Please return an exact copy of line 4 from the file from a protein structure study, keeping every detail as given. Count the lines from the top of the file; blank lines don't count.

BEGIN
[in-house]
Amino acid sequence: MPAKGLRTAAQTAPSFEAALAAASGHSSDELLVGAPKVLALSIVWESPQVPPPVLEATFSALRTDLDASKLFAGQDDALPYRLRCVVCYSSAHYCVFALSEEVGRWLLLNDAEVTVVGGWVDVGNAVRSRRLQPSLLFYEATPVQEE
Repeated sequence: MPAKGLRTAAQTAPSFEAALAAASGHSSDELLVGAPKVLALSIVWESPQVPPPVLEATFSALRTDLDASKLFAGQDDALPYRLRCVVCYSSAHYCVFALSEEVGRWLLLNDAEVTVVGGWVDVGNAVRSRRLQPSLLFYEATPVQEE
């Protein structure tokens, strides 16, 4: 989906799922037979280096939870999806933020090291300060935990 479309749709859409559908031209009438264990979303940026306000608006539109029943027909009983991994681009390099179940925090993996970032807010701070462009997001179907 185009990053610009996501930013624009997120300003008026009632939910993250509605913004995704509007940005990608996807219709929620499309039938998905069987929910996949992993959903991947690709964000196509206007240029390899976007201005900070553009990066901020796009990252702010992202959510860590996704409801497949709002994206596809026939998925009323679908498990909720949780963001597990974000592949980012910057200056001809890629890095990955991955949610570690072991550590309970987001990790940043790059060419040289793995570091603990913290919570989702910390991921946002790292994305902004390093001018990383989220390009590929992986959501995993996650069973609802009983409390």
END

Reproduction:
């Protein structure tokens, strides 16, 4: 989906799922037979280096939870999806933020090291300060935990 479309749709859409559908031209009438264990979303940026306000608006539109029943027909009983991994681009390099179940925090993996970032807010701070462009997001179907 185009990053610009996501930013624009997120300003008026009632939910993250509605913004995704509007940005990608996807219709929620499309039938998905069987929910996949992993959903991947690709964000196509206007240029390899976007201005900070553009990066901020796009990252702010992202959510860590996704409801497949709002994206596809026939998925009323679908498990909720949780963001597990974000592949980012910057200056001809890629890095990955991955949610570690072991550590309970987001990790940043790059060419040289793995570091603990913290919570989702910390991921946002790292994305902004390093001018990383989220390009590929992986959501995993996650069973609802009983409390």